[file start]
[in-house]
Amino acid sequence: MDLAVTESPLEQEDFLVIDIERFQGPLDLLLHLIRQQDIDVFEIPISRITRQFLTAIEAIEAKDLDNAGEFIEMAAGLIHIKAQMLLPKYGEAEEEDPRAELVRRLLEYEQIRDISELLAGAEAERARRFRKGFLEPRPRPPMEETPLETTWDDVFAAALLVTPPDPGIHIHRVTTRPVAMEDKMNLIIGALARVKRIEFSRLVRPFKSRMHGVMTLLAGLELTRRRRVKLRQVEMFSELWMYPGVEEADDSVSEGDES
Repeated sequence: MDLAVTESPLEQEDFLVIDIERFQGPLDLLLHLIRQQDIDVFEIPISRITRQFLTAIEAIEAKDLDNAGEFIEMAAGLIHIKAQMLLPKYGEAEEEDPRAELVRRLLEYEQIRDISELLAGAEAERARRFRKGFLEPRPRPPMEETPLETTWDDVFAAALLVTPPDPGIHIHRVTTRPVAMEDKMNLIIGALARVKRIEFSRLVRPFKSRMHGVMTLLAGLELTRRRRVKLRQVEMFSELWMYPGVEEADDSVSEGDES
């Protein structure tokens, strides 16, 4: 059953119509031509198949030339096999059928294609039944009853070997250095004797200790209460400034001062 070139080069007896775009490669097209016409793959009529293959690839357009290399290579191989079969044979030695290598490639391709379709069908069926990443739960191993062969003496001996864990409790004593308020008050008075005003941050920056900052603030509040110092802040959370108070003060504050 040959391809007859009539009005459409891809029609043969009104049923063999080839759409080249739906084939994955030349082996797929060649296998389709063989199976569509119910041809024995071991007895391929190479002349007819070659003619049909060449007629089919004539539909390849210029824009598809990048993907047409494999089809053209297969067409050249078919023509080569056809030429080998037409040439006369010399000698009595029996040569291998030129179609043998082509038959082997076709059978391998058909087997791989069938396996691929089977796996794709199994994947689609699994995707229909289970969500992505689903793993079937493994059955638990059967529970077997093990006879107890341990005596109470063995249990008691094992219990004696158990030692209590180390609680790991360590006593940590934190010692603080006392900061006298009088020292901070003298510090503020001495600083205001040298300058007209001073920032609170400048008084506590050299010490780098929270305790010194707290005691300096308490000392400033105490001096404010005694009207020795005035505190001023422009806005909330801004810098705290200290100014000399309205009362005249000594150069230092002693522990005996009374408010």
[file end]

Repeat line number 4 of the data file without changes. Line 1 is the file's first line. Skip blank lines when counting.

């Protein structure tokens, strides 16, 4: 059953119509031509198949030339096999059928294609039944009853070997250095004797200790209460400034001062 070139080069007896775009490669097209016409793959009529293959690839357009290399290579191989079969044979030695290598490639391709379709069908069926990443739960191993062969003496001996864990409790004593308020008050008075005003941050920056900052603030509040110092802040959370108070003060504050 040959391809007859009539009005459409891809029609043969009104049923063999080839759409080249739906084939994955030349082996797929060649296998389709063989199976569509119910041809024995071991007895391929190479002349007819070659003619049909060449007629089919004539539909390849210029824009598809990048993907047409494999089809053209297969067409050249078919023509080569056809030429080998037409040439006369010399000698009595029996040569291998030129179609043998082509038959082997076709059978391998058909087997791989069938396996691929089977796996794709199994994947689609699994995707229909289970969500992505689903793993079937493994059955638990059967529970077997093990006879107890341990005596109470063995249990008691094992219990004696158990030692209590180390609680790991360590006593940590934190010692603080006392900061006298009088020292901070003298510090503020001495600083205001040298300058007209001073920032609170400048008084506590050299010490780098929270305790010194707290005691300096308490000392400033105490001096404010005694009207020795005035505190001023422009806005909330801004810098705290200290100014000399309205009362005249000594150069230092002693522990005996009374408010």